I would roll up all the rugs in all the rooms (for the floor under them was secretly slippery; meant for gliding). I would leap and spin and pirouette with my freckle-spackled arms stretched up way over my head again – not for safety-pins this time, but for pleasure. The swirling silky skirts would kiss my heels all delicious. I would bow before applauding appliances and potted plants.

I didn’t know it then, but I was speaking in the tongues of the fishes – or the fins of the fishes, as it were. I was learning to speak Finnish – the fish-fin variety.

My pappy didn’t speak Finnish.

My mama (before she got shot) would let me wear dresses and dance all over, sometimes. I would dance and she would paint. This was only sometimes – when she wasn’t waitressing, and when my papa wasn’t home – but it was a lot more often than after she got shot; after we had to go live with mammy and pappy.

There was once that my pappy caught me dancing. It was on a day in the summer where my sister lay in the backyard with just one piece of her two-piece bathing suit on, as she would take the top off when sunning her back, you see, so as to avoid tan lines. A glazy sweat stuck her Shimmering Chardonnay bangs to her forehead and stuck her skin to the plastic lawn chair like maple syrup sticking to an all-the-time pancake (or any pancake, for that matter). My sister said it was too hot to dance, but she was wrong. She was right that it was too hot, but wrong that it was too hot for dancing.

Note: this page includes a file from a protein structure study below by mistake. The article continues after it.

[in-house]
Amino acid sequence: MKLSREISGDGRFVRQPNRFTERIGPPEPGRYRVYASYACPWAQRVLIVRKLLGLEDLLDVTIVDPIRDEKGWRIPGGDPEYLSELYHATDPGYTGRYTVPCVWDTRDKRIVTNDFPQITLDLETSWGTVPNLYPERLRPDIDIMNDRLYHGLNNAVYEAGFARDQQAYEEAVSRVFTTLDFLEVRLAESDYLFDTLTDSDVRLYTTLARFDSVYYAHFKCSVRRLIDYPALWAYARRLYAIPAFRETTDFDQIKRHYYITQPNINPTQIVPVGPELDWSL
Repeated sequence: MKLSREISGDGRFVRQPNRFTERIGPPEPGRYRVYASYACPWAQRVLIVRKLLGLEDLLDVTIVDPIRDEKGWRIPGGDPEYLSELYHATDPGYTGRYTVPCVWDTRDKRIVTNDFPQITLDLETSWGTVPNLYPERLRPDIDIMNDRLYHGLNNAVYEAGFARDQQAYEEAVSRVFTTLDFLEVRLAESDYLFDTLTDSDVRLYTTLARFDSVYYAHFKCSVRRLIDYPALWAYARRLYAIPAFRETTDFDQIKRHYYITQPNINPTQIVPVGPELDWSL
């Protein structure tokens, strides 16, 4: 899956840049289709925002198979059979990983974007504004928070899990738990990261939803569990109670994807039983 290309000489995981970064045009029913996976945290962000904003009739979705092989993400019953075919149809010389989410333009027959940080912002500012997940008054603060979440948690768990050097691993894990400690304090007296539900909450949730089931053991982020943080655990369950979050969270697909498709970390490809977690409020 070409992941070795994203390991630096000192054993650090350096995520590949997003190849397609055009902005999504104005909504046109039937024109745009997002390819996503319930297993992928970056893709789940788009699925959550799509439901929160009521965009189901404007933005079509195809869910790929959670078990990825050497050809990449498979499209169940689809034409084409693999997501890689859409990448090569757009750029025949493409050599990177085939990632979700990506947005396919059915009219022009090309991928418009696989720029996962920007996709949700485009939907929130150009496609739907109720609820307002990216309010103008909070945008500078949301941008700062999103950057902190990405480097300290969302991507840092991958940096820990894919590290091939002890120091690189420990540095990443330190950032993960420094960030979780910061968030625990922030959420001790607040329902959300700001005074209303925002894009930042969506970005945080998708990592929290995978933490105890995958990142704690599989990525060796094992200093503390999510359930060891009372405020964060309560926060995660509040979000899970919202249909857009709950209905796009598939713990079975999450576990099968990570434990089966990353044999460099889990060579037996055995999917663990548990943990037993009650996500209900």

I had taken a bath towel and made it into a skirt. I had put on Loretta’s swimsuit top. I was fluorescent-pink-polka-dots a twirl, floral-print-terry-cloth a flap, seven-year old-sticky sweat alive, and Loretta didn’t say anything to try and stop me, just maybe rolled her eyes behind those rhinestoned, big bigness sunglasses of hers.

Without any music I was having to do all the djoom dja djoom djoom, djoom djoom djooming myself, with my tongue and the top of my mouth. Which I didn’t mind, because I was, truth be told, pretty good at it, for I spent a lot of time by myself practicing. In the backyard, with my eyes closed so that no dust got into them – for grass never seemed to grow at mammy and pappy’s, even though we lived out in what would be considered the boondocks by most; even though our neighbors had a big grassy lawn – I beat, beat, beat my feet to the beat of my own djoom dja djoom djoom.